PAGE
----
ENTERTAINMENT

Women Are Underrepresented In Key Movie Positions, USC Study Finds

By Rebecca Keegan
Los Angeles Times.

LOS ANGELES
“Frozen,” Disney’s animated musical about a pair of royal sisters, was last year’s highest-grossing film worldwide, and also one of its most unusual, according to a study released Thursday by researchers at University of Southern California.

That’s because one of its directors, Jennifer Lee, is female, and so are its lead characters.

Just 1.9 percent of the directors of 2013’s top-grossing films were women, a six-year low, and just a quarter of all the speaking roles in animated films belonged to girls or women, researchers found.

The study by USC’s Media, Diversity, & Social Change Initiative, which evaluated more than 25,000 speaking characters in 600 top-grossing films between 2007 and 2013, found that women continue to be underrepresented both behind and in front of the camera, especially in the genres of animation and action-adventure.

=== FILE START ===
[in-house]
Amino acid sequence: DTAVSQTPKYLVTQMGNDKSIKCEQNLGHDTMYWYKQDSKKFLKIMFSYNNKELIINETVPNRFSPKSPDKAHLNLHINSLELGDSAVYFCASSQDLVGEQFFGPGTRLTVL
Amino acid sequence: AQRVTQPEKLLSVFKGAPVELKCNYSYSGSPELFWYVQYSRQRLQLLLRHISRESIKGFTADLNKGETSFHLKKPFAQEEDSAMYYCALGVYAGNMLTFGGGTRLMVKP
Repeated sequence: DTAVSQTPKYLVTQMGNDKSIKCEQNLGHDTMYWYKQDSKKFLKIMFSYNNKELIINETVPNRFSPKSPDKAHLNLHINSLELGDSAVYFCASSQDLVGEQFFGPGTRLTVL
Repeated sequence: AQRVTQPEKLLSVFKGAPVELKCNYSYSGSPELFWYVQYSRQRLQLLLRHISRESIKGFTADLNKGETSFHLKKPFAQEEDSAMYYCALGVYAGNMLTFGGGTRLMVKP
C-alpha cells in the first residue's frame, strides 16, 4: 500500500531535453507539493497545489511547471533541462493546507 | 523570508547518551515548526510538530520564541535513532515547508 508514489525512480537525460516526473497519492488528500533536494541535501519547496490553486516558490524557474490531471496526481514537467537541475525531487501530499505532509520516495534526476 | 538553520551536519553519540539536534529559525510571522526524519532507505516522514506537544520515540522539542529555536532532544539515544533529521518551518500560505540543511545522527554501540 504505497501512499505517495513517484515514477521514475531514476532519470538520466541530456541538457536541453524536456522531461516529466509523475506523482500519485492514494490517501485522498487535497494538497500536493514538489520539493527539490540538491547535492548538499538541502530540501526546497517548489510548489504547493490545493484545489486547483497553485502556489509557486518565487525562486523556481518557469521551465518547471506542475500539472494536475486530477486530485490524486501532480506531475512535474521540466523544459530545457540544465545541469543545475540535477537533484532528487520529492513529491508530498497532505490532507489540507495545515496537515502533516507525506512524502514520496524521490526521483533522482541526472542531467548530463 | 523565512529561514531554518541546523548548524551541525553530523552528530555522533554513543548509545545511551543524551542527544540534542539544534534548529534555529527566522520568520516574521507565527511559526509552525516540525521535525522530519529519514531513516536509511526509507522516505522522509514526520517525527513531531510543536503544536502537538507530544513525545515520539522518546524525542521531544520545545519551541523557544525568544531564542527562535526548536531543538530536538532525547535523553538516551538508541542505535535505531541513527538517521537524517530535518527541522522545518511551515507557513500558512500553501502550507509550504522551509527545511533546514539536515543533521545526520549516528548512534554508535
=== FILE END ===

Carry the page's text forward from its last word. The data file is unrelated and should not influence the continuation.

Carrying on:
“As Hollywood moves to more serialized content, comic books, tent-poles, this is where we see a big problem,” said USC Annenberg associate professor Stacy L. Smith. “Action-adventure and animation are pulling very heavily male.”

On screen, women were most represented in comedies, with films such as “The Heat,” “Pitch Perfect” and “Bridesmaids” helping drive up the percentage of female characters in that genre to 36 percent.

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